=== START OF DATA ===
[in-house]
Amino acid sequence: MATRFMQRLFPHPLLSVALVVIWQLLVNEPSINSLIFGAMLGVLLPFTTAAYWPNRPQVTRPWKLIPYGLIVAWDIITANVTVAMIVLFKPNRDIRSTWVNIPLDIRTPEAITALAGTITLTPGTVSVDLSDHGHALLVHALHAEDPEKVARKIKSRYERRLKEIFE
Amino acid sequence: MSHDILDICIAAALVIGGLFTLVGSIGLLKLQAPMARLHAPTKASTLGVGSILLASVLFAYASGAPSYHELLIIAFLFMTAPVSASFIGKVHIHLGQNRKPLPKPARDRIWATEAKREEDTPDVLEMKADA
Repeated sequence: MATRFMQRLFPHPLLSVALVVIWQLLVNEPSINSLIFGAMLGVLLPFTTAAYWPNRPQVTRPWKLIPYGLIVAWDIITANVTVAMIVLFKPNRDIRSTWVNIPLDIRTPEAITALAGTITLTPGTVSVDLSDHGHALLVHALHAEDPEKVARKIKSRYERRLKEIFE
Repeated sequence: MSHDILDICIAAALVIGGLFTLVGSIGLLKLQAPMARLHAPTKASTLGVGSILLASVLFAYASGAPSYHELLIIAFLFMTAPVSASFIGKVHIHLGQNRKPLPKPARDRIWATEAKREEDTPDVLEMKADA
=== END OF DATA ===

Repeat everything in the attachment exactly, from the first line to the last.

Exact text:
[in-house]
Amino acid sequence: MATRFMQRLFPHPLLSVALVVIWQLLVNEPSINSLIFGAMLGVLLPFTTAAYWPNRPQVTRPWKLIPYGLIVAWDIITANVTVAMIVLFKPNRDIRSTWVNIPLDIRTPEAITALAGTITLTPGTVSVDLSDHGHALLVHALHAEDPEKVARKIKSRYERRLKEIFE
Amino acid sequence: MSHDILDICIAAALVIGGLFTLVGSIGLLKLQAPMARLHAPTKASTLGVGSILLASVLFAYASGAPSYHELLIIAFLFMTAPVSASFIGKVHIHLGQNRKPLPKPARDRIWATEAKREEDTPDVLEMKADA
Repeated sequence: MATRFMQRLFPHPLLSVALVVIWQLLVNEPSINSLIFGAMLGVLLPFTTAAYWPNRPQVTRPWKLIPYGLIVAWDIITANVTVAMIVLFKPNRDIRSTWVNIPLDIRTPEAITALAGTITLTPGTVSVDLSDHGHALLVHALHAEDPEKVARKIKSRYERRLKEIFE
Repeated sequence: MSHDILDICIAAALVIGGLFTLVGSIGLLKLQAPMARLHAPTKASTLGVGSILLASVLFAYASGAPSYHELLIIAFLFMTAPVSASFIGKVHIHLGQNRKPLPKPARDRIWATEAKREEDTPDVLEMKADA